Another day, another assault on free speech. This time the offense took place at California State University-Fresno, when a Young Americans for Liberty (YAL) chapter was celebrating Free Speech Week by rolling a giant beach ball around campus and inviting students to write on it as an exercise in free speech. The event was cut short when a student stabbed the ball, deflating it.
The incident initially occurred when a student was asked to write on the ball, but instead, spit on it and walked away. Moments later, the student returned and stood on the opposite side of the ball as Cameron Ervin, the YAL chapter president. Ervin asked why he spit on the ball, but he did not answer and walked away again.
Another student who was writing on the ball saw the first student cut a hole in the ball with what appeared to be a knife. The damage resulted in two cuts, about an inch long, on the ball.
Campus police were notified of the incident, but were unable to find the suspect.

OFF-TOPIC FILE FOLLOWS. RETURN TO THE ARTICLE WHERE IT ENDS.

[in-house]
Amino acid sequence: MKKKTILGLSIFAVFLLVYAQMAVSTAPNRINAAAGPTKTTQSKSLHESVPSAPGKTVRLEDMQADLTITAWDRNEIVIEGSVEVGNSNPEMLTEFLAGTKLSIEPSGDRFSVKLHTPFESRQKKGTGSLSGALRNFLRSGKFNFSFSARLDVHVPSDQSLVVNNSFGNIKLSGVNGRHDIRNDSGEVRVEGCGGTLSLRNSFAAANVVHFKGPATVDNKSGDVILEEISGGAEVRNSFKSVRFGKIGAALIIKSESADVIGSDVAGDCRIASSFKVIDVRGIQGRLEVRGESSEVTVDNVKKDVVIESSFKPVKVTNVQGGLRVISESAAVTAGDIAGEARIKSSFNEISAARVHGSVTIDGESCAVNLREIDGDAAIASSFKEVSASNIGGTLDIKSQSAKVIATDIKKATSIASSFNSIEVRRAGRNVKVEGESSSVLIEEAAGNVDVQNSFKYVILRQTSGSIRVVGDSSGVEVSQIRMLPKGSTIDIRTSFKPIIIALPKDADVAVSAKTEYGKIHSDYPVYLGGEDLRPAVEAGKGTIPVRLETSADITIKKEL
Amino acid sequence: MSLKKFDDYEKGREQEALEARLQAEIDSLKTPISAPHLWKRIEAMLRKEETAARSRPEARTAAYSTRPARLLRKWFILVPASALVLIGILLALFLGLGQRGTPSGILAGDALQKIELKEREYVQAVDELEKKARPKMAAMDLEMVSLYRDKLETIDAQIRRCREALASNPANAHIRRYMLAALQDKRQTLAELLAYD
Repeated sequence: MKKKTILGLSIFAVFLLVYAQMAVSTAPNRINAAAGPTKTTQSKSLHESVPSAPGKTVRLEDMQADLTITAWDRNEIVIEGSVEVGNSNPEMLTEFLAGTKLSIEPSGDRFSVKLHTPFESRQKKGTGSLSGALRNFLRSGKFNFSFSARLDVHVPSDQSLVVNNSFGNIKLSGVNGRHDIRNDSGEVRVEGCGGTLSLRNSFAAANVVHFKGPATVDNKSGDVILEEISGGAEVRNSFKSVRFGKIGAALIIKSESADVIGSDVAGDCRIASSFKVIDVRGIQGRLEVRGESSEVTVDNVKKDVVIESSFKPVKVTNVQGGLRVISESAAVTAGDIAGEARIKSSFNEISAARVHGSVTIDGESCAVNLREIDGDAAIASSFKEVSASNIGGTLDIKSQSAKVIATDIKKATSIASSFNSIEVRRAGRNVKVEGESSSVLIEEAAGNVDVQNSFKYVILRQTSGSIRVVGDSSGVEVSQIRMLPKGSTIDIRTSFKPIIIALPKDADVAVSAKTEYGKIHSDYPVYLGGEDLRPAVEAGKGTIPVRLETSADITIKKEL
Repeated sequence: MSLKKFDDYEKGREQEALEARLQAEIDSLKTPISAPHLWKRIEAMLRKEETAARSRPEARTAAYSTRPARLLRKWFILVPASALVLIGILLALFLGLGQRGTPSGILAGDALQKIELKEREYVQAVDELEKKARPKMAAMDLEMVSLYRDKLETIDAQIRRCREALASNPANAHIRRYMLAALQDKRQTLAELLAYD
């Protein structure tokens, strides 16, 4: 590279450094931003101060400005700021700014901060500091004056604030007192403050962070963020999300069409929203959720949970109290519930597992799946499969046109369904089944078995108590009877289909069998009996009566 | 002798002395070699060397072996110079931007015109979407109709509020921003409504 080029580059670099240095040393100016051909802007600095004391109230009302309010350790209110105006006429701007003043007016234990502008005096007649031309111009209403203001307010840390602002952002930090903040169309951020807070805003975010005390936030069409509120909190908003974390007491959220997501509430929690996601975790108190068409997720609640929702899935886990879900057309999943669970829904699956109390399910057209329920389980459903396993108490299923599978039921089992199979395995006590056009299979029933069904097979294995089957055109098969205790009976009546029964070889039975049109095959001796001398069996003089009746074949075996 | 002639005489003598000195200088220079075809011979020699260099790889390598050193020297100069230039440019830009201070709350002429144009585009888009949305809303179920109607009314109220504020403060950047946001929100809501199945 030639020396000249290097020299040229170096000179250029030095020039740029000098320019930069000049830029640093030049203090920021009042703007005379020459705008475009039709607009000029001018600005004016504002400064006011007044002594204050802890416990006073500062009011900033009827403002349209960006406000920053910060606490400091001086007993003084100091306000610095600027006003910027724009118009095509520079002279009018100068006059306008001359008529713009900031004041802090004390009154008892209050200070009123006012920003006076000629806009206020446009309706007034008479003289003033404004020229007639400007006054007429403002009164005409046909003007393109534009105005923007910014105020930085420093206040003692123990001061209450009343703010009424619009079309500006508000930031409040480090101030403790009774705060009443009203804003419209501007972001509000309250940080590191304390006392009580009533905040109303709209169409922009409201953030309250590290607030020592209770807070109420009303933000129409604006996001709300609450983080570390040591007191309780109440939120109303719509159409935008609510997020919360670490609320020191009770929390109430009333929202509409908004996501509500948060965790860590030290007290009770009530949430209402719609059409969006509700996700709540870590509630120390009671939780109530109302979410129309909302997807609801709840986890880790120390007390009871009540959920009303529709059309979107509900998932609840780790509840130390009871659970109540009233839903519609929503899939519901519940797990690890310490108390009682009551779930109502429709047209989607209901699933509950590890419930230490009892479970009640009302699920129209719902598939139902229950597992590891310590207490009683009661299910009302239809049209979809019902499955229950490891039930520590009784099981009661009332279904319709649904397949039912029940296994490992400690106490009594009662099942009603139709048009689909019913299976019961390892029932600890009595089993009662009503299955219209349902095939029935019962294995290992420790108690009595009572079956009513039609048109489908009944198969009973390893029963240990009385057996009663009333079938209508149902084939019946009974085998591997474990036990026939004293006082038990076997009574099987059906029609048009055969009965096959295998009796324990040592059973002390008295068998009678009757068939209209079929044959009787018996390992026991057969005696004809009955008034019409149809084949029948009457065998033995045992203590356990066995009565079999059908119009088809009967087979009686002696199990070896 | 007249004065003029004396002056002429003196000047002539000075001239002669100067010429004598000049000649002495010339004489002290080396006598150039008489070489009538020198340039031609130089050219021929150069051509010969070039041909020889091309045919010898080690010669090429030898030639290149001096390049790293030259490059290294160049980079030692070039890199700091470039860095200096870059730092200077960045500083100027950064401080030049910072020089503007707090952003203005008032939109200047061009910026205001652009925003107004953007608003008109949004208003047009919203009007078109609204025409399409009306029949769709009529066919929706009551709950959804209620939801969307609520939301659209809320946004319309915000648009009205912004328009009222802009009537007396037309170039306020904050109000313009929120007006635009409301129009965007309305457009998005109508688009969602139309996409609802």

The university did not return a request for comment in time for publication, but has confirmed to news outlets that the event took place. Campus Police confirmed the incident to Campus Reform, stating the “event took place, that campus police had been unable to apprehend the suspect, and that the officer believes a small device such as a pen or paperclip was used.”
This is the second time this month that one of YAL’s free speech balls has been stabbed. The first incident occurred at the University of California-San Diego when a student signed their name as “Karl Marx” on the ball and then stabbed it.
“To see something like this happen again is ridiculous, just because you don’t like what someone wrote doesn’t mean it’s alright to destroy their property,” Jonah Naoum, YAL chapter president at UCSD, said. “Just talk to us if you don’t like us, but don’t destroy our property.”
YAL is dedicated to restoring First Amendment rights for students on college campuses across the nation and is leading the fight with the National Fight for Free Speech Campaign. Since the campaign began just one year ago, YAL has challenged and changed 28 restrictive free speech policies, thus restoring First Amendment rights to over half a million students.
“Incidents like this are eroding the true meaning of the First Amendment and only inspire me to keep fighting the good fight for liberty,” said Alexander Staudt, Director of Free Speech at Young Americans for Liberty.